28
views
0
recommends
+1 Recommend
0 collections
    0
    shares
      • Record: found
      • Abstract: found
      • Article: not found

      Environmental and ecological factors that shape the gut bacterial communities of fish: a meta-analysis.

      Read this article at

      ScienceOpenPublisherPMC
      Bookmark
          There is no author summary for this article yet. Authors can add summaries to their articles on ScienceOpen to make them more accessible to a non-specialist audience.

          Abstract

          Symbiotic bacteria often help their hosts acquire nutrients from their diet, showing trends of co-evolution and independent acquisition by hosts from the same trophic levels. While these trends hint at important roles for biotic factors, the effects of the abiotic environment on symbiotic community composition remain comparably understudied. In this investigation, we examined the influence of abiotic and biotic factors on the gut bacterial communities of fish from different taxa, trophic levels and habitats. Phylogenetic and statistical analyses of 25 16S rRNA libraries revealed that salinity, trophic level and possibly host phylogeny shape the composition of fish gut bacteria. When analysed alongside bacterial communities from other environments, fish gut communities typically clustered with gut communities from mammals and insects. Similar consideration of individual phylotypes (vs. communities) revealed evolutionary ties between fish gut microbes and symbionts of animals, as many of the bacteria from the guts of herbivorous fish were closely related to those from mammals. Our results indicate that fish harbour more specialized gut communities than previously recognized. They also highlight a trend of convergent acquisition of similar bacterial communities by fish and mammals, raising the possibility that fish were the first to evolve symbioses resembling those found among extant gut fermenting mammals.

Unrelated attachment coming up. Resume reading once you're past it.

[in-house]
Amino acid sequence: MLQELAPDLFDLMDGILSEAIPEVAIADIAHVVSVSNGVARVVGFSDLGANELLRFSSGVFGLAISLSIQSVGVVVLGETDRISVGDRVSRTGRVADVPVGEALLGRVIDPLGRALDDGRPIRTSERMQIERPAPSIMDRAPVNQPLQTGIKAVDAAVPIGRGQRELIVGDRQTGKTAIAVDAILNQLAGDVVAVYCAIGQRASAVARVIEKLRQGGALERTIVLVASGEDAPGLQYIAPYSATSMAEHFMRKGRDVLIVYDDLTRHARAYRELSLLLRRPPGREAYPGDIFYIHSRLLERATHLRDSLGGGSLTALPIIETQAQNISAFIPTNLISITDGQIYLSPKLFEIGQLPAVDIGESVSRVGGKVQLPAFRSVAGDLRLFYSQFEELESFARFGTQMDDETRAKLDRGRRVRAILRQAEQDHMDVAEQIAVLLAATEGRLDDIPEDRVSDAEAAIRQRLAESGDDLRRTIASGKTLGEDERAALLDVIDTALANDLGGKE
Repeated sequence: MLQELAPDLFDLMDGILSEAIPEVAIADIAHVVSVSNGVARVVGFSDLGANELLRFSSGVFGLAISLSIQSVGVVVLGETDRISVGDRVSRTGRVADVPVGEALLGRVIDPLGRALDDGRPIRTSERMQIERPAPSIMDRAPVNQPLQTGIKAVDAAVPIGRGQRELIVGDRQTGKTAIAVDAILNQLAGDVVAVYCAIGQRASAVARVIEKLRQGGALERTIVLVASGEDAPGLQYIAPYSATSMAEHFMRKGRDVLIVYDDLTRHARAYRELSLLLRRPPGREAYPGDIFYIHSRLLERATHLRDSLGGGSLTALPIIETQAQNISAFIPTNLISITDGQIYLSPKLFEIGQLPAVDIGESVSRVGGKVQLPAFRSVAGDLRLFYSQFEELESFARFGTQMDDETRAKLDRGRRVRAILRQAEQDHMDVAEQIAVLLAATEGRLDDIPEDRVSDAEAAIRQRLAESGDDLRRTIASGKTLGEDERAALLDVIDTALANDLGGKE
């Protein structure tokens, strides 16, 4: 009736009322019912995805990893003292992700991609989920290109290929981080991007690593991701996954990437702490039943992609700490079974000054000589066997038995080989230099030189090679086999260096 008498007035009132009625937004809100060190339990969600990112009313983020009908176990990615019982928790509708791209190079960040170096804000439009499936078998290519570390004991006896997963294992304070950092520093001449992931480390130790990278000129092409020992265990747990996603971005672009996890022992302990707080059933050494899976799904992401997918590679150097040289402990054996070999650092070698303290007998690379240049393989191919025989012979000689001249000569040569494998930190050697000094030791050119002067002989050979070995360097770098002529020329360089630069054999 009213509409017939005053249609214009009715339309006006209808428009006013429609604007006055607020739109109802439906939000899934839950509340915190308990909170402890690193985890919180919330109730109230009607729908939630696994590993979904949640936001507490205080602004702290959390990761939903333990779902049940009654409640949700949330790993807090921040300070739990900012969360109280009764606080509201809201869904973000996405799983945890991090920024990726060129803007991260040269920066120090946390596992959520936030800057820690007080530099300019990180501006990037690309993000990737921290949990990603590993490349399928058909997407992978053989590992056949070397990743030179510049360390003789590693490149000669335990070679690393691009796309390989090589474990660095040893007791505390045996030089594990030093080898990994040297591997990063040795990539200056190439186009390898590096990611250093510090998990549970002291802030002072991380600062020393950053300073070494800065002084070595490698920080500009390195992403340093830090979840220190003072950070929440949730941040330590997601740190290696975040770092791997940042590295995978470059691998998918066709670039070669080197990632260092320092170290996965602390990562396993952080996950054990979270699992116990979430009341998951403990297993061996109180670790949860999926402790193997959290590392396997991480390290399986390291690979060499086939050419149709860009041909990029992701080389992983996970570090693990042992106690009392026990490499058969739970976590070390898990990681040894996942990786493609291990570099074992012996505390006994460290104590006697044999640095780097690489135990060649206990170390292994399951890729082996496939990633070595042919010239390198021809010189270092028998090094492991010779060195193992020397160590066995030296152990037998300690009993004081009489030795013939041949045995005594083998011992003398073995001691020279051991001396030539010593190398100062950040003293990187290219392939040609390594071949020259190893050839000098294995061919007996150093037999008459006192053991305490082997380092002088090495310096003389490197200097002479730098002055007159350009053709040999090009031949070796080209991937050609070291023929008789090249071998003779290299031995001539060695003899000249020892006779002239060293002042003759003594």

Related collections

          Author and article information

          Journal
          Mol. Ecol.
          Molecular ecology
          Wiley-Blackwell
          1365-294X
          0962-1083
          Jul 2012
          : 21
          : 13
          Affiliations
          [1 ] Department of Biology, Drexel University, Philadelphia, PA 19104, USA. kes64@drexel.edu
          Article
          HHMIMS536221
          10.1111/j.1365-294X.2012.05552.x
          3882143
          22486918
          96e5a19d-22f5-4160-83cb-e49d377b0ca0
          History

          Comments

          Comment on this article